The HoloFiles

Celebrating Cinematographer Greig Fraser’s Contributions to Star Wars

By George Bate

Greig Fraser recently won an Academy Award for his work as cinematographer on Dune, the sprawling sci-fi epic that earned a number of awards at this year’s Oscars. Over the last several years, Fraser has become one of the most sought-after cinematographers in the industry, with his singular vision and breathtaking visuals a highlight of some of the most popular films and television shows. The Australian cinematographer is behind the stunning visuals of films such as The Batman, Zero Dark Thirty, Foxcatcher, Vice, and Let Me In, but he’s also played a significant role behind the scenes in a galaxy far, far away.

Greig Fraser served as director of photography on Rogue One: A Star Wars Story, a film that is arguably the most visually stunning of the Disney-era Star Wars films. Fraser brilliantly evokes the visual language of the original trilogy in Rogue One, in particular A New Hope. Fraser goes above and beyond mere superficial similarities and callbacks to the 1977 original as he brings a depth and clarity to Rogue One that emotionally matches the aesthetic of the Star Wars people grew up with. Fraser used the AARI ALEXA 65 camera, coupled with old and worn lenses to give the film its distinct look. Showcasing his love for cinema more broadly, Fraser also leans on films like The French Connection, Lawrence of Arabia, and Black Hawk Down in capturing the visuals of Rogue One. His meticulous dedication to the craft is evident in every single frame of Rogue One. From the beaches of Scarif to the streets of Jedha to the darkness of Vader’s castle, Rogue One is a beautiful film, in large part due to the work of Greig Fraser.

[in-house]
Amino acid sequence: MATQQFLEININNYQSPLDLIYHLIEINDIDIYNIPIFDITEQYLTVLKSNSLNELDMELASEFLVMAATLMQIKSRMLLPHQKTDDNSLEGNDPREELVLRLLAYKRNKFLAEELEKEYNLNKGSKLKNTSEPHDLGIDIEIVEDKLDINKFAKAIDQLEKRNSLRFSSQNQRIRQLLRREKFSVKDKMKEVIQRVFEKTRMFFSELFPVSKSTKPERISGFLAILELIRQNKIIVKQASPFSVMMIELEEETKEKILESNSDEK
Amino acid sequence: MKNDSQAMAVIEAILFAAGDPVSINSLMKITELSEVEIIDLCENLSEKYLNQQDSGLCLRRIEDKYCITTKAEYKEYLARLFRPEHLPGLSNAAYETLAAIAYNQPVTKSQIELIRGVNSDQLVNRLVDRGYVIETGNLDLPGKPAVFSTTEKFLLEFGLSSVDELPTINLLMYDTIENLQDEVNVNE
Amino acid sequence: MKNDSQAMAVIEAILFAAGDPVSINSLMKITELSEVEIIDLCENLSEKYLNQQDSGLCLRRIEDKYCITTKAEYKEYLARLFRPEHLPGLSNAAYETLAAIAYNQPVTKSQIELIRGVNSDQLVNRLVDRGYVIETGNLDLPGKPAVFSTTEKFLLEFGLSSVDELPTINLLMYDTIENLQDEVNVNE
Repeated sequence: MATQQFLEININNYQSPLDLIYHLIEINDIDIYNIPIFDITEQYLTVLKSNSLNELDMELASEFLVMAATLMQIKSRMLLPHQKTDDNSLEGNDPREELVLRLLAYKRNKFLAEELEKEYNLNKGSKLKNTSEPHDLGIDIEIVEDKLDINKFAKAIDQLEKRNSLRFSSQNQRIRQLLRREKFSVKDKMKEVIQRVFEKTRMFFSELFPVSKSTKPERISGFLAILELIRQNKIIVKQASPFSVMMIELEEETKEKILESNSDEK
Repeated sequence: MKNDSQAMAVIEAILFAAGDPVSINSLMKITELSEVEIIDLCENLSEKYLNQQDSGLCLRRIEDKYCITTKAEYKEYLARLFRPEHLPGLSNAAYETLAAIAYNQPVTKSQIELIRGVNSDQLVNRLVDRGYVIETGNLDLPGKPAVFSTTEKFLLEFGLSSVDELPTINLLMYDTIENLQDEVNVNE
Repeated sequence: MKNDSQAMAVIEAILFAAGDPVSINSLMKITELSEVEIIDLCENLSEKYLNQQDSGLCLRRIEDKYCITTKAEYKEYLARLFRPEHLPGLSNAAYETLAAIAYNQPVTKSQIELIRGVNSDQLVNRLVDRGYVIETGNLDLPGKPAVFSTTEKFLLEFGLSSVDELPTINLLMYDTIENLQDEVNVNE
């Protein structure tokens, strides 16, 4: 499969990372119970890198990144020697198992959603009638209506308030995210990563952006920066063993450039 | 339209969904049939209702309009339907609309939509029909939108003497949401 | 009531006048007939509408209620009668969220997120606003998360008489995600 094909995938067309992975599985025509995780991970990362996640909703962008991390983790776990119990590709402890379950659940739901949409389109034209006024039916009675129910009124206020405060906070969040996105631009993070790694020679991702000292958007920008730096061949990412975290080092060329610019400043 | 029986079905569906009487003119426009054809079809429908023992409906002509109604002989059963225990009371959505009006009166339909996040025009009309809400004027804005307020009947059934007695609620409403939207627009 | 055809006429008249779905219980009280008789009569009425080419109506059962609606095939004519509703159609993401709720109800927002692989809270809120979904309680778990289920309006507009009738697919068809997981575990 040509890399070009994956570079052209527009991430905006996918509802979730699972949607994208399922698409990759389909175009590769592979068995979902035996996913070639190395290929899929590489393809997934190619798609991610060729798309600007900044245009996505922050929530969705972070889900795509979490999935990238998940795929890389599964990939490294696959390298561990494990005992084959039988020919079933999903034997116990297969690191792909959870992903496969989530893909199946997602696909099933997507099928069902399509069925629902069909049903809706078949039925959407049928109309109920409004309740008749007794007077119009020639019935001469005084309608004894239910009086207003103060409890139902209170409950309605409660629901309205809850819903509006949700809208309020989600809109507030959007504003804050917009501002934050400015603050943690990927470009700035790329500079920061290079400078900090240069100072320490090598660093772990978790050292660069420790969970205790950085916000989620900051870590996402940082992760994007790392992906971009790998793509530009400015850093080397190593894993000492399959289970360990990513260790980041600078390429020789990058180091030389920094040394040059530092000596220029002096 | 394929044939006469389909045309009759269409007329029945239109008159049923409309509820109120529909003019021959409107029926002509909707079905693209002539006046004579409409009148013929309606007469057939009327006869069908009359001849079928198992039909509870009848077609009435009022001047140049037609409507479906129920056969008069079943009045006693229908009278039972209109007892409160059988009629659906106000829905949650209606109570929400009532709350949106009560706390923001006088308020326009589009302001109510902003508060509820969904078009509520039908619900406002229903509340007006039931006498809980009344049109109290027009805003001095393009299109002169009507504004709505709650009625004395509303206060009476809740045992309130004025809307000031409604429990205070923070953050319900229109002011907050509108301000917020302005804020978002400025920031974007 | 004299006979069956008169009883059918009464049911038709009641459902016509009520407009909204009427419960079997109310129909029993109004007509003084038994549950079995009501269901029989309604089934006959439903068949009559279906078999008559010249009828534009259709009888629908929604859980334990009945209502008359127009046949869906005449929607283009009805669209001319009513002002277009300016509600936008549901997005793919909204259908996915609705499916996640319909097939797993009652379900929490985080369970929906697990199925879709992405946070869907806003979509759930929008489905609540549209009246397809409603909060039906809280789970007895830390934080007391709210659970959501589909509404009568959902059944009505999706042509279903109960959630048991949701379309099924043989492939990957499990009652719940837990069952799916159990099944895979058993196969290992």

Fraser’s contributions to Rogue One led to his involvement in The Mandalorian, the first live-action Star Wars television series. Highlighting his ever-growing talent as a cinematographer, Fraser took on a novel task with The Mandalorian in using a piece of visual production technology that will remain a staple for years to come. Fraser’s work on Rogue One involved the use of LED screens, but this was very much a precursor to The Volume used on The Mandalorian and subsequently on The Book of Boba Fett and Obi-Wan Kenobi. With the use of this new technology, Fraser helped craft the visual style of The Mandalorian. His work on Chapters 1, 3, and 7 saw him collaborate with directors Dave Filoni and Deborah Chow to bring up about the beautiful landscapes of Nevarro, the icy planet Pagodon, and the desert world of Arvala-7. Although Fraser served as director of photography on three of 16 episodes of the series so far, it’s clear his visual style helped set the standard for the aesthetic and feel of The Mandalorian and other live-action Star Wars shows.

Fresh off of his Academy Award win, it’s more evident than ever that Greig Fraser’s immense contributions to Star Wars warrant attention. In helping pioneer the novel use of The Volume and helming the visuals of the first Star Wars spin-off film and live-action television series, one can only hope that Fraser’s cinema journey takes him back to a galaxy far, far away soon.

Images courtesy of Disney and Lucasfilm

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